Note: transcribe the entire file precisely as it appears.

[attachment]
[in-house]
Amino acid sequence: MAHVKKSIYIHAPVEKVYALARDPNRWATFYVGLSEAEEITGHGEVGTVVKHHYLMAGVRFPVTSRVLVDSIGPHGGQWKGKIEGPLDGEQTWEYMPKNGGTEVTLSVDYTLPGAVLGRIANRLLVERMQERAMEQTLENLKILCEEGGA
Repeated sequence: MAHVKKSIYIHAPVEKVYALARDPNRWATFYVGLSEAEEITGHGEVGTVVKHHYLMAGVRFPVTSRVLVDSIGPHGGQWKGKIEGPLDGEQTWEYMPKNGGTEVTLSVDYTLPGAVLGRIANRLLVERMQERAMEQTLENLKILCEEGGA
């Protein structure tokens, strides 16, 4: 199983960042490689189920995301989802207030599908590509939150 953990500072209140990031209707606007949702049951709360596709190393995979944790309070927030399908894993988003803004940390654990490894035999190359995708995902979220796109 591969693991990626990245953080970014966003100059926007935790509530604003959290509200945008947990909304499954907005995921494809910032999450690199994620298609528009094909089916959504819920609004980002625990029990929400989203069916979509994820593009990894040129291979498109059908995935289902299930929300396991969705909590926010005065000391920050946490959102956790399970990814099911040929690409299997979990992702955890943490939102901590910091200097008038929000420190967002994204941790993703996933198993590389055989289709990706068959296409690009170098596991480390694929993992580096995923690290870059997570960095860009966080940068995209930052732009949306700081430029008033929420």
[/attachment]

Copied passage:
[in-house]
Amino acid sequence: MAHVKKSIYIHAPVEKVYALARDPNRWATFYVGLSEAEEITGHGEVGTVVKHHYLMAGVRFPVTSRVLVDSIGPHGGQWKGKIEGPLDGEQTWEYMPKNGGTEVTLSVDYTLPGAVLGRIANRLLVERMQERAMEQTLENLKILCEEGGA
Repeated sequence: MAHVKKSIYIHAPVEKVYALARDPNRWATFYVGLSEAEEITGHGEVGTVVKHHYLMAGVRFPVTSRVLVDSIGPHGGQWKGKIEGPLDGEQTWEYMPKNGGTEVTLSVDYTLPGAVLGRIANRLLVERMQERAMEQTLENLKILCEEGGA
């Protein structure tokens, strides 16, 4: 199983960042490689189920995301989802207030599908590509939150 953990500072209140990031209707606007949702049951709360596709190393995979944790309070927030399908894993988003803004940390654990490894035999190359995708995902979220796109 591969693991990626990245953080970014966003100059926007935790509530604003959290509200945008947990909304499954907005995921494809910032999450690199994620298609528009094909089916959504819920609004980002625990029990929400989203069916979509994820593009990894040129291979498109059908995935289902299930929300396991969705909590926010005065000391920050946490959102956790399970990814099911040929690409299997979990992702955890943490939102901590910091200097008038929000420190967002994204941790993703996933198993590389055989289709990706068959296409690009170098596991480390694929993992580096995923690290870059997570960095860009966080940068995209930052732009949306700081430029008033929420």